RA management is essentially centred around suppressing the inflammatory response of the immune system. Disease-modifying antirheumatic drugs (DMARDs), anti-inflammatory drugs, and other biologic drugs are most commonly prescribed. Additionally, lifestyle modifications and physical therapy are critical features of RA management.
Stem cell therapy at Plexus
At Plexus, we offer customised regenerative rehabilitation programs for both osteoarthritis and rheumatoid arthritis. In the case of the former, mesenchymal stem cells (MSCs) are injected into the patient’s body. These cells assume the function of damaged cells in the cartilage. Over time, they multiply and grow into tissue, and eventually cartilage. Thus, new and healthy cartilage is generated, reducing friction between the joints.
Stem cell therapy for rheumatoid arthritis involves using MSCs to reduce inflammation, release anti-inflammatory factors, modulate the immune response, regulate immune cell activity, and promote joint tissue repair.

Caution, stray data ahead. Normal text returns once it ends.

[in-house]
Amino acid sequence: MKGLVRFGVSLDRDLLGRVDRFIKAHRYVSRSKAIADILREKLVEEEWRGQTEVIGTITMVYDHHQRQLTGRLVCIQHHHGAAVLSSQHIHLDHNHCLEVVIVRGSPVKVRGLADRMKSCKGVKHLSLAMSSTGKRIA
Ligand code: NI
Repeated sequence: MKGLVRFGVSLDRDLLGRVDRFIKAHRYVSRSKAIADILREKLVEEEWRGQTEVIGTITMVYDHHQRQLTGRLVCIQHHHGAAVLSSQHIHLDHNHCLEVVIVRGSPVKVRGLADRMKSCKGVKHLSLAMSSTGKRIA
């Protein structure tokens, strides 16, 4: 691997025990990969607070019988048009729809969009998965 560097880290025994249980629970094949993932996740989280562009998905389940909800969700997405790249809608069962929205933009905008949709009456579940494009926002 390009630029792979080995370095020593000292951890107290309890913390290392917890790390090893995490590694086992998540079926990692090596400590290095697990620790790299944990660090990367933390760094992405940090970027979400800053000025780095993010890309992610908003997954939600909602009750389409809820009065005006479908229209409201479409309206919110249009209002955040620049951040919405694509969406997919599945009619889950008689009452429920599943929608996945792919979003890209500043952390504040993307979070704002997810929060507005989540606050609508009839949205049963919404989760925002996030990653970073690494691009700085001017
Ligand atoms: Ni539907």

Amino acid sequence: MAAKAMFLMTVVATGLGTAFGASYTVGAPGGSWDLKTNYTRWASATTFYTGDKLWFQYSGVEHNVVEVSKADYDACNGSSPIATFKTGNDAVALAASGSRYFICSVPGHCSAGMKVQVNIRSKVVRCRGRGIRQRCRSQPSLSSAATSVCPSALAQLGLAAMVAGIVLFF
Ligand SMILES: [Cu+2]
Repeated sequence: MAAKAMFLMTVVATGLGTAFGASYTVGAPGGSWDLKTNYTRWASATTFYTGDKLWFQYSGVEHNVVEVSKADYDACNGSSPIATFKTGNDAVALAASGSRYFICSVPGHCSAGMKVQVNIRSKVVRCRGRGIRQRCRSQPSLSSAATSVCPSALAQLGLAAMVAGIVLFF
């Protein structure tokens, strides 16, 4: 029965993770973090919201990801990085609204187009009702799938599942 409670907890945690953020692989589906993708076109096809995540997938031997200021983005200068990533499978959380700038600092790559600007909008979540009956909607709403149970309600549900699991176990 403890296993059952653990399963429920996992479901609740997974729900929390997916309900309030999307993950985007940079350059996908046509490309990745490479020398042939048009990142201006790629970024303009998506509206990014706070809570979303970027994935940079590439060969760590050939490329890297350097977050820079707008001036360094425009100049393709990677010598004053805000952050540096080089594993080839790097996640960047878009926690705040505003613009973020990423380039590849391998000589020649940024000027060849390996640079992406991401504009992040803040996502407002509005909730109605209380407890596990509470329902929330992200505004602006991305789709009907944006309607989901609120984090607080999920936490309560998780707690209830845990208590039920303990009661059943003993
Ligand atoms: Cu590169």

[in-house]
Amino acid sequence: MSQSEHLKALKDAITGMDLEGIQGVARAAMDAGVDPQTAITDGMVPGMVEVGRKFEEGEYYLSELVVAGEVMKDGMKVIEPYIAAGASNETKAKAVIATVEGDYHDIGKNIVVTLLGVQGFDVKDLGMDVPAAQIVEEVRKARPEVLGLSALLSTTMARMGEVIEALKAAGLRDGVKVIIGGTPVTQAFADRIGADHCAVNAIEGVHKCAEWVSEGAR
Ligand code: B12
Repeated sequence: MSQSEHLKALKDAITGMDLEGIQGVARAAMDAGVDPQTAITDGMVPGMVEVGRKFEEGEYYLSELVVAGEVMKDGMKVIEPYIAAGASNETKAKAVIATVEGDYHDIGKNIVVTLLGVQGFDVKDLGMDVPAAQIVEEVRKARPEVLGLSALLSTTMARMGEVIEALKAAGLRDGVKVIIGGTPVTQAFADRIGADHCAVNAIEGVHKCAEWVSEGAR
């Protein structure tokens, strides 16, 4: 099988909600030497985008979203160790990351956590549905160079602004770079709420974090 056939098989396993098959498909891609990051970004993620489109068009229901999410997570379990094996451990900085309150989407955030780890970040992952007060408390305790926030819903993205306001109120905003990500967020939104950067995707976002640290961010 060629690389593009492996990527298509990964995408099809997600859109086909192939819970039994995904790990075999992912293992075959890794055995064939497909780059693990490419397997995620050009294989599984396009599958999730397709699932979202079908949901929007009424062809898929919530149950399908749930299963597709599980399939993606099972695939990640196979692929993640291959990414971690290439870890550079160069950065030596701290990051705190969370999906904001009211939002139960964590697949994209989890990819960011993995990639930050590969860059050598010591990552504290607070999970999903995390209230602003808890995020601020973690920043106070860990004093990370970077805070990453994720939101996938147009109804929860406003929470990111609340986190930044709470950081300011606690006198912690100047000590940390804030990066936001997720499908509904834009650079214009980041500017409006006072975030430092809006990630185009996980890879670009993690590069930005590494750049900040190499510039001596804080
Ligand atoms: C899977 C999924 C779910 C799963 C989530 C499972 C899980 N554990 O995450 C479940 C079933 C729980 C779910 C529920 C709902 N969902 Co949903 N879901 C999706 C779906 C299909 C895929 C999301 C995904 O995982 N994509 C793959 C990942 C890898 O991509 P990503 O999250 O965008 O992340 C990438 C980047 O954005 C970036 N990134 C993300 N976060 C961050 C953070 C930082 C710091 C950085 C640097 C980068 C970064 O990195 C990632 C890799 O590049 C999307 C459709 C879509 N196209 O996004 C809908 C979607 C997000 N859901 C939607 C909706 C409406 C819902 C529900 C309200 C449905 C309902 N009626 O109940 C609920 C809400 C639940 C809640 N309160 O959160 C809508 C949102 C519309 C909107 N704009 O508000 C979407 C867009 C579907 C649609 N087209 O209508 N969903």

Osteoarthritis and rheumatoid arthritis are distinct conditions. However, both can have a debilitating effect on the body. For this very reason, early detection and diagnosis can facilitate early intervention and appropriate treatment methods. If you or your loved one experience any of the symptoms (or even a combination) mentioned in the earlier sections of this blog, please consult your doctor right away.
Catch it early. Keep it at bay!
If you wish to know more about our regenerative rehabilitation for osteoarthritis and rheumatoid arthritis, reach out to us today.
Which is more serious, osteoarthritis or rheumatoid arthritis?
Due to its systemic effects, rheumatoid arthritis is considered more serious than osteoarthritis. Having said that, both conditions need intervention at the earliest to delay joint deformities.
Does rheumatoid arthritis turn into osteoarthritis?
Typically, no. However, if left untreated, the inflammation caused by rheumatoid arthritis can increase the wear and tear of joint cartilage, leading to osteoarthritis.
How do I know it’s osteoarthritis or rheumatoid arthritis?
Osteoarthritis joint pain is isolated to a joint on one side of the body, such as the knee, fingers, hips, and spine. Rheumatoid arthritis joint pain is characterised by feeling symptoms on the same points (joints) on both sides of the body.
Can rheumatoid arthritis be cured?
As a progressive autoimmune condition, rheumatoid arthritis can be managed through disease-modifying antirheumatic drugs (DMARDs), anti-inflammatory drugs, and other biologic drugs.
What is the most painful type of arthritis?
Rheumatoid arthritis is generally regarded as the most painful type of arthritis.